Ecophysiology of four co-occurring Lycophyte species: an investigation of functional convergence

Dendrolycopodium dendroideum from the northeastern United States. Colloquially known as groundpine, this species is frequent in rich mixed forests in the cooler regions of the US. (Photo credit: the authors)
Dendrolycopodium dendroideum from the northeastern United States. Colloquially known as groundpine, this species is frequent in rich mixed forests in the cooler regions of the US. (Photo credit: James Watkins)

Modern clubmosses (Lycophytes) are a vestige of their gargantuan carboniferous ancestors that dominated the paleoflora flora for millions of years. The group has a broad global distribution ranging from tundra to tropical forests and can make up an important component of temperate northeast US forests. Yet little is known of the ecophysiology of these plants. The goal of a new study published in AoB PLANTS by Zier et al. was to examine four temperate lycophyte taxa that are commonly found in northeast US temperate forests. The authors evaluated the relationship of several functional parameters and found evidence of functional ecological convergence largely based on growth form. Species with substantial belowground biomass investment are consistently more similar across multiple traits than taxa with rhizomes that are largely aboveground. Such differences may help explain how these taxa partition their environment and frequently grow in dense multispecies stands.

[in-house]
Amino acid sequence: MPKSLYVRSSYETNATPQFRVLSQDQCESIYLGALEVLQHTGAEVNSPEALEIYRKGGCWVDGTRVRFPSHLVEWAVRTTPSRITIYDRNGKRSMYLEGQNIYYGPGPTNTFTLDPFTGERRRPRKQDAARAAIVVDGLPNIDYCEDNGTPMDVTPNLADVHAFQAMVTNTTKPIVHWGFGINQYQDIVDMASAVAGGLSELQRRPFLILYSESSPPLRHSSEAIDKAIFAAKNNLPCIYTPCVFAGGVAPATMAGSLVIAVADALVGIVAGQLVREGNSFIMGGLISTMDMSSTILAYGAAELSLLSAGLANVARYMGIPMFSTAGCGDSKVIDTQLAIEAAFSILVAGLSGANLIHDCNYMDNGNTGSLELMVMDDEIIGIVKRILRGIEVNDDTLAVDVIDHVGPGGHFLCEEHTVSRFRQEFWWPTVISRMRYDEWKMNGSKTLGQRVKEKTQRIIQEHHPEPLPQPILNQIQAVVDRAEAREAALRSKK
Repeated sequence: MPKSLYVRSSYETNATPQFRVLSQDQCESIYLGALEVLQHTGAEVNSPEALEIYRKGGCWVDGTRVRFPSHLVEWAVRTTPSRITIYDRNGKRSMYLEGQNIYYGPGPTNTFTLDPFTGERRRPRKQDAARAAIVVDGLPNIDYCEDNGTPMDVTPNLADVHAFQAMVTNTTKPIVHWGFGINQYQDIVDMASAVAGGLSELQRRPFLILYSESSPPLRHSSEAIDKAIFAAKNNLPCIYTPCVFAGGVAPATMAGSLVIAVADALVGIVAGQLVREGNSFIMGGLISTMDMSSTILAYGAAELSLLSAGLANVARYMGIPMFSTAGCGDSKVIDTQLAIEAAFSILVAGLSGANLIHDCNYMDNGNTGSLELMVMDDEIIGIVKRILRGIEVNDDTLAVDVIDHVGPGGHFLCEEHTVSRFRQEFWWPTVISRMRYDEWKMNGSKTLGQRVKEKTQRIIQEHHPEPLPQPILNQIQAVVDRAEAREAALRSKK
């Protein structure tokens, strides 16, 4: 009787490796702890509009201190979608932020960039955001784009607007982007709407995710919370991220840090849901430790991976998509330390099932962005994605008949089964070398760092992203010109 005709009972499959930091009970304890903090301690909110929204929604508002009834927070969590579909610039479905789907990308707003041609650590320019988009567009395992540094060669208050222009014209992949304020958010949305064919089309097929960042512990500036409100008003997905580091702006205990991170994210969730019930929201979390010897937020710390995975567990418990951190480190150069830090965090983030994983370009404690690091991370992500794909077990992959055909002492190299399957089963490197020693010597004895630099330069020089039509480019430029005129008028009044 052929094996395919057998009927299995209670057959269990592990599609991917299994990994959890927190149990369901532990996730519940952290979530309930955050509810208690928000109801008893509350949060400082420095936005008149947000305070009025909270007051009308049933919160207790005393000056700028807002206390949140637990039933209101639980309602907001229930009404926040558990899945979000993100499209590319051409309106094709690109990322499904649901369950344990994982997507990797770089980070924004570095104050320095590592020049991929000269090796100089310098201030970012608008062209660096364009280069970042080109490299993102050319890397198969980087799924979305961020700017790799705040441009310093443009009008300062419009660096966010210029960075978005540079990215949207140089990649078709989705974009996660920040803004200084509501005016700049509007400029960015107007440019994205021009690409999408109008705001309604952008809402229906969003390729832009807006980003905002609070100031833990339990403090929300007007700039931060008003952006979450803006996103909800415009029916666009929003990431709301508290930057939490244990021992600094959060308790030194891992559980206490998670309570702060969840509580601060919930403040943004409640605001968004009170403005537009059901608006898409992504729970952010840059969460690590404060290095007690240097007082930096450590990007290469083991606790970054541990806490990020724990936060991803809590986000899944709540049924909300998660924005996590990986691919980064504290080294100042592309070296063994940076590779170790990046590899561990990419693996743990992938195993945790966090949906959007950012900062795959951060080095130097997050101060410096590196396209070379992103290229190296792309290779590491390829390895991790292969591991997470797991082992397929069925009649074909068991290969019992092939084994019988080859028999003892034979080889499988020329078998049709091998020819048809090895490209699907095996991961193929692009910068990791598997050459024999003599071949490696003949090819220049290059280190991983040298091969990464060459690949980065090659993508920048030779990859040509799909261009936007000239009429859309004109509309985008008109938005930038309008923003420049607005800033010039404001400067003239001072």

Reference List

Jacqlynn Zier, Bryce Belanger, Genevieve Trahan, James E. Watkins, 2015, 'Ecophysiology of four co-occurring lycophyte species: an investigation of functional convergence', AoB PLANTS, vol. 7, p. plv137 http://dx.doi.org/10.1093/aobpla/plv137